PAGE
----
'No truce without end to smuggling'
As pressure mounted around the world for a Gaza ceasefire this week, it became clear that the key to a truce lay in Egypt — from where weapons are smuggled into Gaza.
Israel’s demand for a stop to the smuggling is based on lessons learned from the Second Lebanon War. UN Security Council Resolution 1701, which ended the war and saw the deployment of UNIFIL in southern Lebanon, did not put an end to the smuggling of weapons from Syria to Lebanon. Since then, Hizbollah is believed to have tripled its missile stockpile from 15,000 to over 40,000 with longer ranges and larger warheads.
“We will not allow this to happen again,” explained a senior official from Defence Minister Ehud Barak’s office. “This time, a ceasefire will have to include a stop to the smuggling of weapons from Egypt into Gaza.”
Palestinians began digging tunnels in Gaza in the 1970s so families could enter Egypt to visit relatives. Over the years, they began to smuggle in food, electronics and then weapons.
The activity picked up speed after Israel’s withdrawal from Gaza in 2005, after which Israeli Military Intelligence estimated that Hamas had dug over 300 tunnels along the 14km strip of land, mostly with entrances hidden inside homes near the border. Smuggling has become a way of life in Rafah. A box of cigarettes can bring $70 (£48), a box of bullets $200 (£138) and more advanced weaponry several thousand dollars.
Since the beginning of Operation Cast Lead, Israel has destroyed over 200 tunnels. At least 100 remain and Hamas, intelligence officials said, is still trying to smuggle long-range rockets and high-grade explosives into the Strip.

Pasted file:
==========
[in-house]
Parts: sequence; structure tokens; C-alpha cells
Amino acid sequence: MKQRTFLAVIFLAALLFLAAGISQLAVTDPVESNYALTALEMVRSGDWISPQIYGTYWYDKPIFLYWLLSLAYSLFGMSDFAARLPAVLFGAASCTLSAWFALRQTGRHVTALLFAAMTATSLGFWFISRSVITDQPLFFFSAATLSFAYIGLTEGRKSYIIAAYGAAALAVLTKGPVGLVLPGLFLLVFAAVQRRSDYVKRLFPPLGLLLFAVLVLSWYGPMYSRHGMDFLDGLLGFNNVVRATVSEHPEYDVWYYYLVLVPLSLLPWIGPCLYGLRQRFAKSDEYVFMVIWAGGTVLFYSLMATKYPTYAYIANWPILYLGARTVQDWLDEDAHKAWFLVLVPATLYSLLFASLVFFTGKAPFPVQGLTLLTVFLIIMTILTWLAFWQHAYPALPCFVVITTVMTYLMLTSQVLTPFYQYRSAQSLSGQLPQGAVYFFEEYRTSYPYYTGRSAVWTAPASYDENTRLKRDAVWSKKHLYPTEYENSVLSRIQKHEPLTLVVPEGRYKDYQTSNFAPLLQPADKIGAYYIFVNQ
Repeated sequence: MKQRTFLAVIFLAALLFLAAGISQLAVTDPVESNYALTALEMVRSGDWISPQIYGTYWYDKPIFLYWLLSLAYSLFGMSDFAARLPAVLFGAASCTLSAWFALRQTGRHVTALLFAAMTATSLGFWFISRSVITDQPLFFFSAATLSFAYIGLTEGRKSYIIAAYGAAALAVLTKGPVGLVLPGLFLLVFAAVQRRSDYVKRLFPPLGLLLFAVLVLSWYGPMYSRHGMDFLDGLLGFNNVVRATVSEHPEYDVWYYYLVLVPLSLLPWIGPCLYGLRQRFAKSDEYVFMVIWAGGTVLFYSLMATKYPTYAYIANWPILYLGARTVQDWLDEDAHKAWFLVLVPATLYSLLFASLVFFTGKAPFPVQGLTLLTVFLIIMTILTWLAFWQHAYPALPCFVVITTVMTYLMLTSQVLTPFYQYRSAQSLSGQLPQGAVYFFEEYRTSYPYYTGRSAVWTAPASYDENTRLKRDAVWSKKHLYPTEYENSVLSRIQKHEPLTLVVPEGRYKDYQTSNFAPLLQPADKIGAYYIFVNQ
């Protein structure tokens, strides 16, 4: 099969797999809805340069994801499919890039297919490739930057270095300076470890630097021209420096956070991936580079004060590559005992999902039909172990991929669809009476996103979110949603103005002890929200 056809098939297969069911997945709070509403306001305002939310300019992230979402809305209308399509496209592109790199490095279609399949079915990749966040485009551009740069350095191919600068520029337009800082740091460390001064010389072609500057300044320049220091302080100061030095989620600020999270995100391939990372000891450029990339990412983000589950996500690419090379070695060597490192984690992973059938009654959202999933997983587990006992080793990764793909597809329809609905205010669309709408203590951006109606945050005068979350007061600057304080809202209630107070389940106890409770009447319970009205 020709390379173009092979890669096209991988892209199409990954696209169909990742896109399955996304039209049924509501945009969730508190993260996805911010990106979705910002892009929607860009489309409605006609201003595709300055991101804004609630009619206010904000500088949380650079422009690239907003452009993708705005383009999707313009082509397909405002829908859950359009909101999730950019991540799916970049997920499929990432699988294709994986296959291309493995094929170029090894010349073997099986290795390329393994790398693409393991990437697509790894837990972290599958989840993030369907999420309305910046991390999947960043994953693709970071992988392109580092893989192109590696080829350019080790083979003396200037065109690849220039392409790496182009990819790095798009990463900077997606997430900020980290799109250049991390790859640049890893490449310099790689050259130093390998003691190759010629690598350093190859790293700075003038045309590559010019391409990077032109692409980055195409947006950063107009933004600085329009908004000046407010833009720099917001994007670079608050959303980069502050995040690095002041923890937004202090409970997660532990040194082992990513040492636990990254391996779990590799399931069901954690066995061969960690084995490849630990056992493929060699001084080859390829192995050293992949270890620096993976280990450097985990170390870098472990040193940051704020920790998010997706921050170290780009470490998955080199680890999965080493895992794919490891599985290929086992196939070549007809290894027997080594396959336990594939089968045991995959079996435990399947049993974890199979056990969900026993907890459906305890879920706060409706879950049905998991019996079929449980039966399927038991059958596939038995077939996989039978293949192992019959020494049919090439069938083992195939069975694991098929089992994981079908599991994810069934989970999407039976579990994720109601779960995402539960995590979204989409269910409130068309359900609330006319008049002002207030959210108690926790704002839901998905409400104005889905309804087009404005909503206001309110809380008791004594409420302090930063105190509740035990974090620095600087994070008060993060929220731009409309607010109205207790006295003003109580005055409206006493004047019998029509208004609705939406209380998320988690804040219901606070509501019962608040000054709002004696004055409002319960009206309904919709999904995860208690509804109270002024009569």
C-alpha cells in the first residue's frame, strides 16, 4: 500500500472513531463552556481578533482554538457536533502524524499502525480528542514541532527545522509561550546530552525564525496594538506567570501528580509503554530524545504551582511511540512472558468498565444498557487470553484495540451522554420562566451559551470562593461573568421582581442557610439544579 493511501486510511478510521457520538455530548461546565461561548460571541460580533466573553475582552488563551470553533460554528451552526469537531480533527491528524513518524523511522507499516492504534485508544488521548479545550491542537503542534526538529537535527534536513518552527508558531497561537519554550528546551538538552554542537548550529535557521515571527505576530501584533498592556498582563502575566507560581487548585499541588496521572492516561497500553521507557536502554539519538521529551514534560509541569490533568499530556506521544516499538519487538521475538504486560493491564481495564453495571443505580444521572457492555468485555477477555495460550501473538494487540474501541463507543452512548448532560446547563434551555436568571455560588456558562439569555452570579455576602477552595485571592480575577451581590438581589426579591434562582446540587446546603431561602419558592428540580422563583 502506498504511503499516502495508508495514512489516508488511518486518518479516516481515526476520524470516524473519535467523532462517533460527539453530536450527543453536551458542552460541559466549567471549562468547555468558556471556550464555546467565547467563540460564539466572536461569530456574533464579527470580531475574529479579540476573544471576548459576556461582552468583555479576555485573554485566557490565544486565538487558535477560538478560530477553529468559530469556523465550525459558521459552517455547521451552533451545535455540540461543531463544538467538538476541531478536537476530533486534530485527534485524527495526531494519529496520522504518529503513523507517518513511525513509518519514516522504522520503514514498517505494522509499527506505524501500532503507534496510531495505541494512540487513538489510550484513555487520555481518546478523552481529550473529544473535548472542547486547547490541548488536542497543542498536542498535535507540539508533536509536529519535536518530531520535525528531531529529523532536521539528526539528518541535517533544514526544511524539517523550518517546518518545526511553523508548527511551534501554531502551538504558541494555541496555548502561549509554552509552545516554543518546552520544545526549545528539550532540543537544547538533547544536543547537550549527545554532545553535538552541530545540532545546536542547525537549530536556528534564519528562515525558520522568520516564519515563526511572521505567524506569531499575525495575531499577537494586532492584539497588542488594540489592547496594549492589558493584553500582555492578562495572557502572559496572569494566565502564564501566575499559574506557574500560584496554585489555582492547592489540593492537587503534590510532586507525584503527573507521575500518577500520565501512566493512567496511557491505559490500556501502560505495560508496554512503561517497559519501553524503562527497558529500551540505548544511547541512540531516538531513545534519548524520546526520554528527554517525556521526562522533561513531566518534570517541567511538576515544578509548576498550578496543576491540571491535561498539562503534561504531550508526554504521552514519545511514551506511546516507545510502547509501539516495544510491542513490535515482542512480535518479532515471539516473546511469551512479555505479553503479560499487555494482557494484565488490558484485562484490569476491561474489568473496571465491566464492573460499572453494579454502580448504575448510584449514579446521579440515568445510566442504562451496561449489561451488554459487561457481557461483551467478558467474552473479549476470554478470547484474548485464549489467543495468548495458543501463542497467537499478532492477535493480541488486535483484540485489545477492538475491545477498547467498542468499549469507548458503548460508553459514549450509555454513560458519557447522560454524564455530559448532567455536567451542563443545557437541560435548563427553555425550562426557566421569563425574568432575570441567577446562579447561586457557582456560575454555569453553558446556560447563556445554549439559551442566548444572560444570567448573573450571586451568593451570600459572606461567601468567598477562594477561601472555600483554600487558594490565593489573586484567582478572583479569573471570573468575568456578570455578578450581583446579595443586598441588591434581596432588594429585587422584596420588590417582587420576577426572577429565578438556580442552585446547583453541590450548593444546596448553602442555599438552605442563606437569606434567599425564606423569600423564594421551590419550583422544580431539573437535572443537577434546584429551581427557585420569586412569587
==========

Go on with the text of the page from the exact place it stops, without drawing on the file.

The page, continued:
“If we do not stop the smuggling then Hamas will have missiles in a short time that will reach Tel Aviv,” Military Intelligence chief Maj-Gen Amos Yadlin warned the Israeli cabinet this week.
Israel had initially hoped Egypt would agree to the deployment of a multinational force along the border but Cairo rejected the proposal and instead asked that Israel permit the deployment of another 1,000 Egyptian soldiers along the border, a move that would require changes to the peace treaty between the countries. Another idea being floated is the construction of a moat along the Philadelphi Corridor that would be filled with water and make it much harder to dig tunnels across the border.
Other officials have been pushing for an Israeli reoccupation of the corridor. One is Maj-Gen Yom-Tov Samia, currently serving as an advisor in the IDF’s Southern Command, which is in charge of the war in Gaza.
“The Philadelphi Corridor between Egypt and Gaza should be the first priority for Israel. We should not expect the Egyptians to do the job for us, so this means we should clear the 3km from our side,” Mr Samia wrote recently in an article for a Jerusalem think tank. “As I have been saying for years, Israel should reoccupy Philadelphi and should stay there until we have had a peaceful relationship with the Palestinians for 25 years.”